Friday, May 18, 2012

Malian magic, Ben Zabo and absent friends.

First off I want to assert that this is a great album; play it in the car, play it in the kitchen, play it loud, late on a Friday night after too much beer and rum or just collapse into a comfortable chair and listen to it as it washes over you like the soft waters of the Niger river. Mali exerts a level of influence over Western music that is too often ignored. People remain ignorant of the fact that, like humanity, rock n' roll came out of Africa as well, from it's origins with the griots playing the kora to the transported slaves voicing their despair and subjugation using the same chording and structures to compose the Blues and from there to young white boys playing electric guitars and wanting to emulate the big boss men like John Lee Hooker, Robert Johnson and Charlie Patton.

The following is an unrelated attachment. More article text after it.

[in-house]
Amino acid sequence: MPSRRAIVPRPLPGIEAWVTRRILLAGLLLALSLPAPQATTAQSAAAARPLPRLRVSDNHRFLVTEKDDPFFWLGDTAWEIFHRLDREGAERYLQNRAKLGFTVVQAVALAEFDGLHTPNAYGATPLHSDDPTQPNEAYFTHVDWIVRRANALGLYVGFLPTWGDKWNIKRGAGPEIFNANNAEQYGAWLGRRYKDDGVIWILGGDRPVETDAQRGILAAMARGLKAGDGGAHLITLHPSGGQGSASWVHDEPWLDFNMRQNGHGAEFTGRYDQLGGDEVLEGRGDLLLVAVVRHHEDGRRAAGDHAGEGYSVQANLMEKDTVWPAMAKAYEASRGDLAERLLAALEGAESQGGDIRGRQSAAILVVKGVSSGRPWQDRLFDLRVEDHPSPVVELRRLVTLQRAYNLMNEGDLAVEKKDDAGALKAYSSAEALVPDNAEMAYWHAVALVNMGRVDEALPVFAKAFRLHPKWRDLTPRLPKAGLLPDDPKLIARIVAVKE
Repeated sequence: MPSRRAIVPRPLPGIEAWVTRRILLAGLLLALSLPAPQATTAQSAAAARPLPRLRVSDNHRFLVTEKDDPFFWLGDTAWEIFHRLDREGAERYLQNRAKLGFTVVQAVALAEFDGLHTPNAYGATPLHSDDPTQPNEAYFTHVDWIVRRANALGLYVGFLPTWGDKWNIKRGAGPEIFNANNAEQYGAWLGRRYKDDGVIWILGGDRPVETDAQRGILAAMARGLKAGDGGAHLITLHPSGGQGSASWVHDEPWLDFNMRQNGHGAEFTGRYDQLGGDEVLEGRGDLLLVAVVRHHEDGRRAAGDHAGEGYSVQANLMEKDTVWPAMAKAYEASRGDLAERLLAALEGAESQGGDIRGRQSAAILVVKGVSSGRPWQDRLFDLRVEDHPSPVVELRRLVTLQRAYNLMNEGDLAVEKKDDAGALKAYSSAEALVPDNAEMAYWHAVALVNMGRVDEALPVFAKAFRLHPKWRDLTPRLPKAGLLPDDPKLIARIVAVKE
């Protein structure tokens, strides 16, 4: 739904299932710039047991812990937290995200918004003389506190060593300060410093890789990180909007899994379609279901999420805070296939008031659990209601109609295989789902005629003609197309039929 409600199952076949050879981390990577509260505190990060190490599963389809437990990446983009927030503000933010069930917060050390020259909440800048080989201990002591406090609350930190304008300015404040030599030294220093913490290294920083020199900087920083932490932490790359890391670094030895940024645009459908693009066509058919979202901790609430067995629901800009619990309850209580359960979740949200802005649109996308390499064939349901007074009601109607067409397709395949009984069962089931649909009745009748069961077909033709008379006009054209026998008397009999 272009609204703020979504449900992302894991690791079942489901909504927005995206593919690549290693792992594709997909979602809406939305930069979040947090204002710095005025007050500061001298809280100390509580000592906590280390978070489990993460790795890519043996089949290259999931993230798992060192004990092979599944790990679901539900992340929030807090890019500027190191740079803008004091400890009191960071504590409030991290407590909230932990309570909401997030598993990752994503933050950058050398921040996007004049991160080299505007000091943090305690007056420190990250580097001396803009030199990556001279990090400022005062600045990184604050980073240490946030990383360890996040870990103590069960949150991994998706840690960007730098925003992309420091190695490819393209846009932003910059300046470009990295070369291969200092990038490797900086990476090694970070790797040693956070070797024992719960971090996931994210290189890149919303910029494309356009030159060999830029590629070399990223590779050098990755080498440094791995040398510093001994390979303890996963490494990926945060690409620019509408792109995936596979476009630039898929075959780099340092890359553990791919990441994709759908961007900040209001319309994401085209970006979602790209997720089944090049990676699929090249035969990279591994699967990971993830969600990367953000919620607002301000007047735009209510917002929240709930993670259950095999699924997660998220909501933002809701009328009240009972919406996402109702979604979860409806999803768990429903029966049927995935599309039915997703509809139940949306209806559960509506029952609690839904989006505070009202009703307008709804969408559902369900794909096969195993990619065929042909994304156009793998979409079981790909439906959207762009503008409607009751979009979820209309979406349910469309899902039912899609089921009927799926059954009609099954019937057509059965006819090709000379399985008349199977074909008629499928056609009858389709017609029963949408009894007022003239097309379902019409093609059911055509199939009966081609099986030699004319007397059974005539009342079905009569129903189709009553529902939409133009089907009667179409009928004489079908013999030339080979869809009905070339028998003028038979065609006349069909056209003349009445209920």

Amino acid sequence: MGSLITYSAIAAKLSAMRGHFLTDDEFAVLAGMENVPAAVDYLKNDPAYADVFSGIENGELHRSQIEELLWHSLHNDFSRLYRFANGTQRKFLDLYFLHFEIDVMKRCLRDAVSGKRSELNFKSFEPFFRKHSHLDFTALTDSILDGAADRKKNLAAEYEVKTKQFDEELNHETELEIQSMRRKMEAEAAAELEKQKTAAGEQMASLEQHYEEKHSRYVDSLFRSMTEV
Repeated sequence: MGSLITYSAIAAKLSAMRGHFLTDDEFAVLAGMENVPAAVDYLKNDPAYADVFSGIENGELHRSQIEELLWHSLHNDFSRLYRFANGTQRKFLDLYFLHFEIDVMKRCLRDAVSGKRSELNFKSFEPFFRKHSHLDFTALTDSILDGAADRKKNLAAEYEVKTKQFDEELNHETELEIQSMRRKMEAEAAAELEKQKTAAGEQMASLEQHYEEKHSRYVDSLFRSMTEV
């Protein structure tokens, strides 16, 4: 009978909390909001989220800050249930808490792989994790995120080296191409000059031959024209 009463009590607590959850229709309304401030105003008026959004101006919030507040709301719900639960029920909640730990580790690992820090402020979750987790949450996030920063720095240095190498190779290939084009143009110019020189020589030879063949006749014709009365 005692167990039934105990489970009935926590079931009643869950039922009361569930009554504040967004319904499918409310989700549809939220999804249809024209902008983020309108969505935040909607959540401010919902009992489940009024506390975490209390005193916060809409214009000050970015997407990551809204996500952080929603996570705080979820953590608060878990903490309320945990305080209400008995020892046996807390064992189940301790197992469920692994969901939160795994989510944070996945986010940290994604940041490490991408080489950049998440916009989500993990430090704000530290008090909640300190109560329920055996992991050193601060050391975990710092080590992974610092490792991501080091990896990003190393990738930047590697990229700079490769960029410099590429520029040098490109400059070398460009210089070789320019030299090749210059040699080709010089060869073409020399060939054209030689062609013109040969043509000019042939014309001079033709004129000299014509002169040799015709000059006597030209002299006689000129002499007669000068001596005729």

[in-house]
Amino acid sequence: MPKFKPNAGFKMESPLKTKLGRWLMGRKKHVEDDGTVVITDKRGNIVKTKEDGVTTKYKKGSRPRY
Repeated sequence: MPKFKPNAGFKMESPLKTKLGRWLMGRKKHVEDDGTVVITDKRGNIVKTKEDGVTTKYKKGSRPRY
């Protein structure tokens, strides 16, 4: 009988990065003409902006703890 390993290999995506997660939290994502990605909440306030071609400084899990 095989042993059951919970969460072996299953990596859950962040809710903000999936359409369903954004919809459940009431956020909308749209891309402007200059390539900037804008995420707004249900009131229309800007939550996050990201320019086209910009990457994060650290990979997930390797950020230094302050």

Today Mali still delivers and this album is another in a long line of artists that illustrate how this riven country still punches above its weight artistically. Ben Zabo, whose band is named after him, started his career as an engineer at Studio Bogolan in Bamako working on albums by the likes of Tamikrest and the legendary Lobi Traoré. Like any young studio engineer he had his own music inside him and now it's out there.

Channelling Afro-beat through the prism of contemporary Malian music, insistent rhythms, clattering percussion and rivulets of icy, bright guitar laid over with the smooth harmonies of Western Africa Zabo delivers a cascade of sensation. Ironically his guitar work conjures up images of Amadou Bagayoko, from Amadou and Mariam, but the sleevenotes for this album studiously avoids any mention of the biggest selling African act of all time. On Sènsènbo the guitar, marimba and bassline sinuously intertwine in a way that brings to mind some of the work on Welcome To Mali; that's not to say that there's any plagiarism going on here, merely that acknowledgement of the road that has been opened up by the likes of Amadou and Mariam and Tinariwen is absent.